When Jay graduated from high school, he joined the National Guard. He put in his service, married Darlene, came back to Arkansas and began to put his carpentry skills to good use.
He built houses all over Hot Springs County. Good houses, true and tight. A lot of them are still standing, still providing shelter and comfort, still mattering to the folks who live in them even if they couldn’t tell you anything about the man who built them.
A house speaks for itself. It’s meant to outlast the memory of its builder, even as it carries part of that craftsman, the architect, forward into the future. You don’t always think about who laid your foundation, but it’s only the good houses that are taken for granted.
Jay and Darlene had two sons, and both followed their father into the trade. Their youngest had a daughter, Cheryl Ann. She was born in September 1966 with cerebral palsy, contracted bronchopneumonia in March 1969, and died.
Hard things sometimes change people. It can make them bitter. There are times we might want to burn down hospitals, to rage against the people who would console us by insisting it’s all part of some plan devised by something greater than ourselves, by an overarching cosmic intelligence too great for us to imagine.
But faith is a gift that Jay had. He commissioned a tombstone with an engraved lamb—a symbol of innocence—and carried on. He was a lifelong member of Caney Missionary Baptist Church, a deacon who used his construction skills to build churches. He taught Sunday School. He was private, but friendly.
“He never met a stranger,” his obituary writer wrote.
He hunted and fished and played golf and sometimes drove around the county checking on the houses he had built. He liked people.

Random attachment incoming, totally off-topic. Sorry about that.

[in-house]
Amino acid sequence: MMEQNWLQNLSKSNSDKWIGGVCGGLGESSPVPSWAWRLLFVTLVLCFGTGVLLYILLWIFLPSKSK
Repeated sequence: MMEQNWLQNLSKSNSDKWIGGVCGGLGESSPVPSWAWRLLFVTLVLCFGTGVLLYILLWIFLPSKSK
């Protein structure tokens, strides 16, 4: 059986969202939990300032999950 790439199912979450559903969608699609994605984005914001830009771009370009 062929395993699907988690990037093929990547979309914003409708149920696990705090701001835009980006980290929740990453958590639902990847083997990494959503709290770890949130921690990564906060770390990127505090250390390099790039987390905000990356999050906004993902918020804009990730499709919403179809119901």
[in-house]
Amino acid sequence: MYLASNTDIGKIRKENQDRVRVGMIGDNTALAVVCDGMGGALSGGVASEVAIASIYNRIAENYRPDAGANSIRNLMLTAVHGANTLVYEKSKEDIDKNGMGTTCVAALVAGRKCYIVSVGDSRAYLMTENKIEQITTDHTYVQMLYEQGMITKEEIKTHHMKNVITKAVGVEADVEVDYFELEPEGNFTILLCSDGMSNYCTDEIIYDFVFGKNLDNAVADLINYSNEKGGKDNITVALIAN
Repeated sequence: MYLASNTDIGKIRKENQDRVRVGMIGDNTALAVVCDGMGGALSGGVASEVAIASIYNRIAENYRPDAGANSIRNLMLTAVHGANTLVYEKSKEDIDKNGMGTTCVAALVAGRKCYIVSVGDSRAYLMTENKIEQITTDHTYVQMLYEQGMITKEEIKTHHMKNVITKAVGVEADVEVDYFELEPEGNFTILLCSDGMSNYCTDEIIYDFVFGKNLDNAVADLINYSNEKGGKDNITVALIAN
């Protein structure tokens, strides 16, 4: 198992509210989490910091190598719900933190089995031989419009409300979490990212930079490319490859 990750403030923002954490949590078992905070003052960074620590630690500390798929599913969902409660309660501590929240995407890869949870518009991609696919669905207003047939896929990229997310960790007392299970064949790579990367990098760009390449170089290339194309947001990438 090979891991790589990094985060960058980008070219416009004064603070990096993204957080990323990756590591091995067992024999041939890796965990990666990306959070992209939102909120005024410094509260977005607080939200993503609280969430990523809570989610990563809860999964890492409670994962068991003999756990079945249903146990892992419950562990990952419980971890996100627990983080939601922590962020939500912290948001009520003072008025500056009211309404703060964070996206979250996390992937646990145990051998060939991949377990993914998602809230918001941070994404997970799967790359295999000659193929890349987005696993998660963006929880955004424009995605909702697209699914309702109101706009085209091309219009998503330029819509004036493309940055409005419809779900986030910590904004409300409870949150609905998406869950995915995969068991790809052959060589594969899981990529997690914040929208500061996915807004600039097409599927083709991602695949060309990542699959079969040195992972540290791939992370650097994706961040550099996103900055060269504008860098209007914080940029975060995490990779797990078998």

He didn’t vie for anyone’s attention.
He didn’t have a presence on YouTube or Instagram where he’d unbox the latest hard-to-acquire running shoe. He never gave a thought to his personal brand.
But he was an influencer, nonetheless.
Jay Chancellor would do what needed to be done; he’d drive a little girl to Nashville, Tenn., if her daddy got sick and couldn’t take her. People who would just as soon I not use their names remember how his kindnesses—some small, some not so small—helped shape them into the people they are today: People who create things that the whole world watches or hears, people who run companies worth hundreds of millions of dollars. People who say they wouldn’t be the people they are had it not been for this man they receive as a second father—the great influencer on their lives.
One of the strange things about our world is that while people like Jay Chancellor are remarkable, they are not rare. Like talent, they populate our small towns and rural precincts as well as our coastal cultural capitals. You can miss them because they don’t vie for our attention, but without them, without the foundation they provide, the whole thing collapses.